1. One book you have read more than once:

The Blue Flower by Penelope Fitzgerald. I read this book at least once a year. It is extremely short and entirely brilliant. I actually find my attraction to this novel to be somewhat peculiar as I've never read any poetry by Novalis and don't really care about German literature. And yet, this novel very gently produces in me a whole range of delicate and specific emotions. This is a very strange novel and a very beautiful one.

2. One book you would want on a desert island:

If I were going to be there a while, I would need an extremely well-constructed text--a work full of games, wordplay, codes, and jokes. At the same time, I would want this novel to be emotionally convincing. Of course, I am talking about Lolita--the annotated version would be preferable...

Although, wouldn't it be fun to be stranded with only Robinson Crusoe?

3. One book that made you laugh:

Since I don't want to turn this list into the Lolita show, I'll choose something else. The book that I most recently read aloud sections in order to elicit laughter from friends/lovers is Created in Darkness by Troubled Americans: The Best of McSweeney's Humor Category. I still regularly quote from the list of Cancelled Regional Morning TV Shows.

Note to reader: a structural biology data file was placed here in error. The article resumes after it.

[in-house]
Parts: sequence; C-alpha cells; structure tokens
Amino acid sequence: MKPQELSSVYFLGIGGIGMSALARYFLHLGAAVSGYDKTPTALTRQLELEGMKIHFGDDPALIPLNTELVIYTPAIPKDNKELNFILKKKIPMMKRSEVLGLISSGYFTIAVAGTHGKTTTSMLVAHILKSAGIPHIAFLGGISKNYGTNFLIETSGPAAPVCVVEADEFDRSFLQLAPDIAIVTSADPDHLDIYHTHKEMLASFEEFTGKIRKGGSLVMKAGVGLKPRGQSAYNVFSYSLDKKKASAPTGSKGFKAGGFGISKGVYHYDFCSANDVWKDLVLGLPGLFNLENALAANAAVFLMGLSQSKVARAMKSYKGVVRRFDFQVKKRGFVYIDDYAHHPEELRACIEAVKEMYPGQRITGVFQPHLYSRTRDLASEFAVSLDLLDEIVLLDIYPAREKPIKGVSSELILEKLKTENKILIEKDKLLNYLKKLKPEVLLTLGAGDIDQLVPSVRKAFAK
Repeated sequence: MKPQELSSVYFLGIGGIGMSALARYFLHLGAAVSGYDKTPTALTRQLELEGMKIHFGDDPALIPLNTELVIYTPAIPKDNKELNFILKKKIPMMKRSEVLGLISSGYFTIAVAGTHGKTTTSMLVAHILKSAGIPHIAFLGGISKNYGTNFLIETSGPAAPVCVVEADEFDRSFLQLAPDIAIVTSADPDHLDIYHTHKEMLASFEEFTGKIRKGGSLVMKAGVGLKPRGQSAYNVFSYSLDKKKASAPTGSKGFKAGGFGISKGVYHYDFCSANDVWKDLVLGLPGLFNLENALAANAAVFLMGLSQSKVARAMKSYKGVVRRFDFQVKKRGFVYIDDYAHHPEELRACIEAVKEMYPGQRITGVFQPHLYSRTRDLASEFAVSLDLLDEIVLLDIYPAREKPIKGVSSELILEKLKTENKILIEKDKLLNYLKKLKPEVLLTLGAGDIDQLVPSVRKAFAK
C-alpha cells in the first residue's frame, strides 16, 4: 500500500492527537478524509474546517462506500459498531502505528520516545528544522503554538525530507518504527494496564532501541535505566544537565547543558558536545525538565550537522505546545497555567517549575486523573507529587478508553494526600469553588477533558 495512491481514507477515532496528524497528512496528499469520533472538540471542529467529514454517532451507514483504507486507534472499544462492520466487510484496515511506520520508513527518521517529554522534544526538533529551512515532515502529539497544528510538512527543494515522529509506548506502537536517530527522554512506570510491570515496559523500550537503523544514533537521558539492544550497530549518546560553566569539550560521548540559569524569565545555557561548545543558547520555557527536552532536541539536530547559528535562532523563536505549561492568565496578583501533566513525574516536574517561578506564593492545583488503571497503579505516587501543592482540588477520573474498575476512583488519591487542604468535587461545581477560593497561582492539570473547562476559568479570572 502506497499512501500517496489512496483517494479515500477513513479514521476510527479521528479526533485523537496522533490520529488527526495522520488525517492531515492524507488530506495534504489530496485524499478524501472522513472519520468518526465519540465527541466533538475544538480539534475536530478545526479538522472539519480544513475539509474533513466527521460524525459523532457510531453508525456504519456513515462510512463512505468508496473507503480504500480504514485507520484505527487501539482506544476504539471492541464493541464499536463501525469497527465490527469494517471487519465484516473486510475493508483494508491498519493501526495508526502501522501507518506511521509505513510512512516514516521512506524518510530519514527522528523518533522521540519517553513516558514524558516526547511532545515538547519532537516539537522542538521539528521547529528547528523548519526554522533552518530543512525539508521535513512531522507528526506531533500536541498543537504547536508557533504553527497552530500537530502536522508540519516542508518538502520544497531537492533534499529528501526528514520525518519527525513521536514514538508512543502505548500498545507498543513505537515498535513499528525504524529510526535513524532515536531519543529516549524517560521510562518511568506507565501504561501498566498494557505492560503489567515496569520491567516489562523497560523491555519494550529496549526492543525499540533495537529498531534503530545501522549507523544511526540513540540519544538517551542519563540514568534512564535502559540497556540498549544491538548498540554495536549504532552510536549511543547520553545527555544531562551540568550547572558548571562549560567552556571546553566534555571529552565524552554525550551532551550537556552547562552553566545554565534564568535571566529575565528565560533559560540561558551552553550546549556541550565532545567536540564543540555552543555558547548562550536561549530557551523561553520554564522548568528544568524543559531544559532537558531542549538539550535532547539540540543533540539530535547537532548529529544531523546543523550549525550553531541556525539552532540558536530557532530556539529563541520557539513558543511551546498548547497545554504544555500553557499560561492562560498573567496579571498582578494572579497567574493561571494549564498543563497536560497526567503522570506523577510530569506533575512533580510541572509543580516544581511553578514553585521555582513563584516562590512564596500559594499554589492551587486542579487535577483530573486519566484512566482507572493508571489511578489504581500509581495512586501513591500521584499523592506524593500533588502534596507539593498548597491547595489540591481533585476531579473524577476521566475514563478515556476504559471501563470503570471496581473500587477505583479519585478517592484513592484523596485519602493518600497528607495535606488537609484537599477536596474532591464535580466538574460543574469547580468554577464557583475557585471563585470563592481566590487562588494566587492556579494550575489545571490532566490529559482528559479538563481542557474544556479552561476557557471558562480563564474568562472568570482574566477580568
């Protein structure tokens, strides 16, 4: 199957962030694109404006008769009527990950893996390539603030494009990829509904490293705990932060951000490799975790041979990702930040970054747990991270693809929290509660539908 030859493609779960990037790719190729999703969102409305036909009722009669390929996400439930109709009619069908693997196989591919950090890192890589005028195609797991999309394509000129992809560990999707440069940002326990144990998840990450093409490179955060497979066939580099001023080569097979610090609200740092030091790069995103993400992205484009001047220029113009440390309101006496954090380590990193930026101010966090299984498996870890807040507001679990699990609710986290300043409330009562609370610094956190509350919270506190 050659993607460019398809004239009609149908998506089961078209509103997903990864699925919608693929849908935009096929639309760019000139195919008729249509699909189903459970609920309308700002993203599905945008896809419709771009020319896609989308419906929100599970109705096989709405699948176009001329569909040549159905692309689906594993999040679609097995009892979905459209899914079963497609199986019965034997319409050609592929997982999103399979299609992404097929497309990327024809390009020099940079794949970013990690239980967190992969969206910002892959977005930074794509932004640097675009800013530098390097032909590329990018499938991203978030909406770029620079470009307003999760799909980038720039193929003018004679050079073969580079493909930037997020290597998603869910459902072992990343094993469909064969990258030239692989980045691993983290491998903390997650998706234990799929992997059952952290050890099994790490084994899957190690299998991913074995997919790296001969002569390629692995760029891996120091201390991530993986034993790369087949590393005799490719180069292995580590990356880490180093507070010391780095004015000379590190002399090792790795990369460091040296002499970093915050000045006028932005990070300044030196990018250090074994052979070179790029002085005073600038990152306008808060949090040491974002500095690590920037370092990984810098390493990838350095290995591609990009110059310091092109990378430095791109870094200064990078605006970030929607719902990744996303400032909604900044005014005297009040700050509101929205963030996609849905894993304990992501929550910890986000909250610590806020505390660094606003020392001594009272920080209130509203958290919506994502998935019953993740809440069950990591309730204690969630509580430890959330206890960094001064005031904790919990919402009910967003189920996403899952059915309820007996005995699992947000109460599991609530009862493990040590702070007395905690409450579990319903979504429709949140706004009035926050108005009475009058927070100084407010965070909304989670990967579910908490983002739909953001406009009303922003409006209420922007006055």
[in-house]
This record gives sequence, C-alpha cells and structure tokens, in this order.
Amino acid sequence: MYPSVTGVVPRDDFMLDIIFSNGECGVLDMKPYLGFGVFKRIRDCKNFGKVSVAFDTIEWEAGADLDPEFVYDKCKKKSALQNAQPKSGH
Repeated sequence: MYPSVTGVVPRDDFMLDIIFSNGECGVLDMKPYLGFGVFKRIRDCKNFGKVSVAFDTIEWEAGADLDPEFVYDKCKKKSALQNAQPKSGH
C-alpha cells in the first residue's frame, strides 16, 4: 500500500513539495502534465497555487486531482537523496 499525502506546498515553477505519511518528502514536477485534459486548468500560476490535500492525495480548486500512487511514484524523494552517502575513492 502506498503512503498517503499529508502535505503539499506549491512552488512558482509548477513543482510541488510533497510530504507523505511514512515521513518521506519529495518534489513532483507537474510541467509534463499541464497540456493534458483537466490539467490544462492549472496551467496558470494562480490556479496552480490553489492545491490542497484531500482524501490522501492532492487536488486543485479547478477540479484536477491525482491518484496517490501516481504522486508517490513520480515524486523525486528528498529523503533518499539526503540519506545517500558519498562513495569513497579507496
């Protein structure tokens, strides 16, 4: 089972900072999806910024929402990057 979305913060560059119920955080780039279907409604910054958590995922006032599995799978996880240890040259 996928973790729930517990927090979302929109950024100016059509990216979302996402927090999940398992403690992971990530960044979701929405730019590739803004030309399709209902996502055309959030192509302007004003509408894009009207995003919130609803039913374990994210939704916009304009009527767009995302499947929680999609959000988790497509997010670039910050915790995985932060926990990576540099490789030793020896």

4. One book that made you cry:

Several books have made me tear up, especially when it comes to the the final pages: Lolita (aurochs and angels... sigh), A Tale of Two Cities (so beloved that it is currently hanging over my desk), or Villette (by far the best Bronte novel).

But when it comes to full-on bawling, there is one literary work that does it to me like no other: the Truman Capote short story, "A Christmas Memory." Why? I'm not sure. I don't think it's a particularly great story (and I don't care that much for Capote generally); however, it just manages to push all of my sentimental buttons. Actually, it's pretty manipulative. But I still cry every time I read it.

5. One book you wish you had written:

Once again, bracketing Lolita, I would love to have written Thomas Pynchon's Mason & Dixon. In my opinion, it's Pynchon's best work, but it's generally underrated (and under-read)--probably because of it's length and difficulty. But don't be discouraged--once you habituate to the dialect and orthography, the novel is extremely funny and moving.

6. One book you wish had never been written:

The correct answer, by far, is The Bible; however, it's not a very interesting answer. So I'll change the rules a bit and go with two books that I wish had never been written. In which the case, the answer is 1. The Bible and 2. The Lord of the Rings. (I guess I'm bending the rules a bit more by including a trilogy...). Now while it is true that Lord of the Rings isn't responsible for as much evil as is the Bible, it is responsible (entirely or in large part) for other execrable things, such as: